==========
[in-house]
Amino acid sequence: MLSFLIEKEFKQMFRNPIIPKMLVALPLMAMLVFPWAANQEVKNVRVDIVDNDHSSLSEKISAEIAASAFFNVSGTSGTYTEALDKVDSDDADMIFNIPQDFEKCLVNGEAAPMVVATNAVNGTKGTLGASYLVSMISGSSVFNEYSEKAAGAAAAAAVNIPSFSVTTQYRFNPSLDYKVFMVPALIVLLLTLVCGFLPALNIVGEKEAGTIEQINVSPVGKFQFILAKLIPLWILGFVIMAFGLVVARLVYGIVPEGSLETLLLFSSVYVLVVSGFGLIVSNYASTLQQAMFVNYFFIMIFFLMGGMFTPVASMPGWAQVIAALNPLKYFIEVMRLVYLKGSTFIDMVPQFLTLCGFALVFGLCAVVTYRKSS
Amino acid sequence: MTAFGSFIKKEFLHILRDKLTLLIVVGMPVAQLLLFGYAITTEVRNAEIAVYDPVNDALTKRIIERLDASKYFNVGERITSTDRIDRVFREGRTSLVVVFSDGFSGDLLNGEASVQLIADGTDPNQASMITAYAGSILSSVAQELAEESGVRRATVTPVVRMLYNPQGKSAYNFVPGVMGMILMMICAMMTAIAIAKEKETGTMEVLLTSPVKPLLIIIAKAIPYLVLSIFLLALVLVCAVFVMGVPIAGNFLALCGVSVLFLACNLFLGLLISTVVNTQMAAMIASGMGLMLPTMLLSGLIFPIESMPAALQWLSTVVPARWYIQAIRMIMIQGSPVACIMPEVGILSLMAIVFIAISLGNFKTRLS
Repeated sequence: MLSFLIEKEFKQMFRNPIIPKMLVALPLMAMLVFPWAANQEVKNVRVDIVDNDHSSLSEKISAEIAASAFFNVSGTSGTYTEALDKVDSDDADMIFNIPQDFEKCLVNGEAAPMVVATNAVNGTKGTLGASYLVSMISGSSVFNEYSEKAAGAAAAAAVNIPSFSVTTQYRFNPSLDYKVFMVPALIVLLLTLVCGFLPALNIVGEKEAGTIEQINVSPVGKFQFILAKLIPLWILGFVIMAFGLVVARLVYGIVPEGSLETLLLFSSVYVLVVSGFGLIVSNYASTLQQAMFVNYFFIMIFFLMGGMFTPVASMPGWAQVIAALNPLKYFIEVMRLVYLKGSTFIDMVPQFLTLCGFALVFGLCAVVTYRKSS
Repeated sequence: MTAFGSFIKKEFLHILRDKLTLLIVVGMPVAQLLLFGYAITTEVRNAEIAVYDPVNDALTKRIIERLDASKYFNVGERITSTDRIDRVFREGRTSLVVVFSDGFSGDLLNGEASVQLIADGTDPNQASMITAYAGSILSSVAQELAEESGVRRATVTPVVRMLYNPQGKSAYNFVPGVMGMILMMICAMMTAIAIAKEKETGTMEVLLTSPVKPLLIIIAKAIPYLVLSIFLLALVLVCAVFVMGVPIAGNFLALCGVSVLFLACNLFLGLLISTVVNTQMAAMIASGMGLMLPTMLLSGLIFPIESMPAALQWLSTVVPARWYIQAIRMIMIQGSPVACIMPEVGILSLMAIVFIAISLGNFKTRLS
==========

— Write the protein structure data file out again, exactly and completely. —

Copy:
[in-house]
Amino acid sequence: MLSFLIEKEFKQMFRNPIIPKMLVALPLMAMLVFPWAANQEVKNVRVDIVDNDHSSLSEKISAEIAASAFFNVSGTSGTYTEALDKVDSDDADMIFNIPQDFEKCLVNGEAAPMVVATNAVNGTKGTLGASYLVSMISGSSVFNEYSEKAAGAAAAAAVNIPSFSVTTQYRFNPSLDYKVFMVPALIVLLLTLVCGFLPALNIVGEKEAGTIEQINVSPVGKFQFILAKLIPLWILGFVIMAFGLVVARLVYGIVPEGSLETLLLFSSVYVLVVSGFGLIVSNYASTLQQAMFVNYFFIMIFFLMGGMFTPVASMPGWAQVIAALNPLKYFIEVMRLVYLKGSTFIDMVPQFLTLCGFALVFGLCAVVTYRKSS
Amino acid sequence: MTAFGSFIKKEFLHILRDKLTLLIVVGMPVAQLLLFGYAITTEVRNAEIAVYDPVNDALTKRIIERLDASKYFNVGERITSTDRIDRVFREGRTSLVVVFSDGFSGDLLNGEASVQLIADGTDPNQASMITAYAGSILSSVAQELAEESGVRRATVTPVVRMLYNPQGKSAYNFVPGVMGMILMMICAMMTAIAIAKEKETGTMEVLLTSPVKPLLIIIAKAIPYLVLSIFLLALVLVCAVFVMGVPIAGNFLALCGVSVLFLACNLFLGLLISTVVNTQMAAMIASGMGLMLPTMLLSGLIFPIESMPAALQWLSTVVPARWYIQAIRMIMIQGSPVACIMPEVGILSLMAIVFIAISLGNFKTRLS
Repeated sequence: MLSFLIEKEFKQMFRNPIIPKMLVALPLMAMLVFPWAANQEVKNVRVDIVDNDHSSLSEKISAEIAASAFFNVSGTSGTYTEALDKVDSDDADMIFNIPQDFEKCLVNGEAAPMVVATNAVNGTKGTLGASYLVSMISGSSVFNEYSEKAAGAAAAAAVNIPSFSVTTQYRFNPSLDYKVFMVPALIVLLLTLVCGFLPALNIVGEKEAGTIEQINVSPVGKFQFILAKLIPLWILGFVIMAFGLVVARLVYGIVPEGSLETLLLFSSVYVLVVSGFGLIVSNYASTLQQAMFVNYFFIMIFFLMGGMFTPVASMPGWAQVIAALNPLKYFIEVMRLVYLKGSTFIDMVPQFLTLCGFALVFGLCAVVTYRKSS
Repeated sequence: MTAFGSFIKKEFLHILRDKLTLLIVVGMPVAQLLLFGYAITTEVRNAEIAVYDPVNDALTKRIIERLDASKYFNVGERITSTDRIDRVFREGRTSLVVVFSDGFSGDLLNGEASVQLIADGTDPNQASMITAYAGSILSSVAQELAEESGVRRATVTPVVRMLYNPQGKSAYNFVPGVMGMILMMICAMMTAIAIAKEKETGTMEVLLTSPVKPLLIIIAKAIPYLVLSIFLLALVLVCAVFVMGVPIAGNFLALCGVSVLFLACNLFLGLLISTVVNTQMAAMIASGMGLMLPTMLLSGLIFPIESMPAALQWLSTVVPARWYIQAIRMIMIQGSPVACIMPEVGILSLMAIVFIAISLGNFKTRLS